Prune your life?
Prune (verb): to trim (a tree, shrub, or bush) by cutting away dead or overgrown branches or stems, especially to increase fruitfulness and growth. to cut away (a branch or stem). to reduce the extent of (something) by removing superfluous or unwanted parts.
Pruning a tree or plant is necessary if you want to harvest anything from it.
Around when I was 13, we moved to a new house that had an old, unused, and barren orchard. If I remember correctly, there was a cherry tree, a few apple trees, and a plum tree on the property. By the time we had purchased the house and moved, my family realized that the trees were desperately neglected. The whole property was overgrown, the grass was about 5 feet high, and the trees barely produced any fruit. (And if they did, they weren’t edible anyway.)
We wanted to make use of this amazing part of the property, so we learned what was needed to bring a dying orchard back to life. We had to learn the technique of “pruning” and where and when to do it.
Pruning is the act of trimming parts of a plant to improve its overall health or food production. Wineries prune every 3rd new bud off their vines to ensure the grapes that are growing get all the nutrients they need to make the best wine. We had to cut entire branches off our apple trees to get the tree back into shape where it would produce fruit instead of trying to grow into a more massive tree. You can re-direct the plant’s increasing priorities by trimming and controlling new growth.
Do you see where I am going with this overly detailed pruning story? It’s not like I am trying to educate you on proper gardening techniques…
PRUNE YOUR LIFE.
If a tree needs trimming, clipping and nourishment to produce delicious apples, is it too far of a stretch to think that WE might function similarly? Think about it. If your life is overgrown with time-sucks, stress, continually missed deadlines or useless “branches” to other distractions – wouldn’t you FEEL more productive and happier with a cleaner and clearer life?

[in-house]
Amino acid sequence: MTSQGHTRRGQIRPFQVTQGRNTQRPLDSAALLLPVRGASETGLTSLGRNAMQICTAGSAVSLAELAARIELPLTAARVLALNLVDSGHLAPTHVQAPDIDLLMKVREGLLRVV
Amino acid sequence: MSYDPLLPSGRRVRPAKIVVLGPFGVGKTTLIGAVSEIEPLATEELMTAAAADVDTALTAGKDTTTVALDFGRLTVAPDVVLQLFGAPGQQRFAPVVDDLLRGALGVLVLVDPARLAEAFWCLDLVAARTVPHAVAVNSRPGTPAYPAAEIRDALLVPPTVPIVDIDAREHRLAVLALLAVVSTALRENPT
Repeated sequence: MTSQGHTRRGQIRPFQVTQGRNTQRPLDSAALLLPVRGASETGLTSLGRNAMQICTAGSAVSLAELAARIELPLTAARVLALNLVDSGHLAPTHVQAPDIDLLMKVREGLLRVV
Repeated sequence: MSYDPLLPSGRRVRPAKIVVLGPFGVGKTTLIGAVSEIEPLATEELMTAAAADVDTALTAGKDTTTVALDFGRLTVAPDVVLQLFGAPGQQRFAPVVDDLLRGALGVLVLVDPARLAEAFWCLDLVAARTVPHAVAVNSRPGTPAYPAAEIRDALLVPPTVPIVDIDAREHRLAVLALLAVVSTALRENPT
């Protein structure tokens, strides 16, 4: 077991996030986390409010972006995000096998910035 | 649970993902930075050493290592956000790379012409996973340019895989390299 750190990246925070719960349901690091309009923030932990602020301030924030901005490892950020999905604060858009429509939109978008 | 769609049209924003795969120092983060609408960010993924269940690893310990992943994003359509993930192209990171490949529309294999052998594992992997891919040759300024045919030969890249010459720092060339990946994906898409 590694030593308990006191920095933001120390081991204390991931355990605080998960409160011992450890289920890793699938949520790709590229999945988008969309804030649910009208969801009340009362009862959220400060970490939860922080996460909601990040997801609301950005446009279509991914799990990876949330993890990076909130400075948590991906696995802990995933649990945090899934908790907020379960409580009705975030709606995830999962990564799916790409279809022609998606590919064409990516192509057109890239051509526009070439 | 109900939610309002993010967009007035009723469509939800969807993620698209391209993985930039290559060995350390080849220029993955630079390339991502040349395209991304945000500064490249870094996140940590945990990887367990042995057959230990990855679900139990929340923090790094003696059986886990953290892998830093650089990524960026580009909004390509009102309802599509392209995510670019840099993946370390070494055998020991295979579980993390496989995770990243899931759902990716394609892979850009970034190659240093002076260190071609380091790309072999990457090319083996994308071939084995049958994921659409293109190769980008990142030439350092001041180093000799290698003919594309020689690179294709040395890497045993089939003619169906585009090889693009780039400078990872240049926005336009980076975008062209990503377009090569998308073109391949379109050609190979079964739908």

Now we can’t “prune” our friends and family very easily, so we need to take a more humane approach when trying to clean up some of the time-sucking distractions in our lives. How that translates is to set defined boundaries with the people or situations that take up time that you would rather use elsewhere. I really want to emphasize that “pruning” people out of your life or into a different capacity of your life ISN’T mean or selfish. If you are making decisions to set those boundaries, then chances are you are doing it for positive reasons.
The way to go about “pruning” one’s life can be easy – albeit a little uncomfortable.
What seems to continuously cause friction in your life? What conversations do you seem to have over and over – and cause stress?
Start with that. What REPEAT frustrations do you experience? How can you “prune” or shape that experience to be something that you need to do only once, or set boundaries around how you are going to continue that situation? Looking at how you can change your mindset or set a boundary is an excellent exercise for prioritizing yourself. To be able to show up for your partner, family, job, anything – you need to be the primary priority.
“You are not a tree. Move.”
This is one of Rachel’s favorite sayings, and it is totally applicable to setting boundaries around how you interact with others. If there is an UNAVOIDABLE event or meeting you have to attend – then make sure you have boundaries set up to put you in the most comfortable position. Example: You have to attend a work meeting on the weekend, but you make sure to leave as soon the meeting is over even if you boss asks people to stick around for a few minutes. If the meeting is scheduled from 8-9am, be gone no later than 9:05!
The point is to do your best to set yourself up for success by trimming down the issues or events that distract you on a monthly, weekly, and daily basis. The more streamlined and organized your life is, the easier it will be to get past larger problems or challenges when they come up.Prune the overgrowth in your life and focus on making some really tasty fruit. Click To Tweet
It’s not a perfect metaphor…but you get it.
So, where will you start pruning? If you feel mind-spinningly unsure of where to start, feel free to reach out for some help, ideas, or support in our Online Therapeutic Community on Facebook.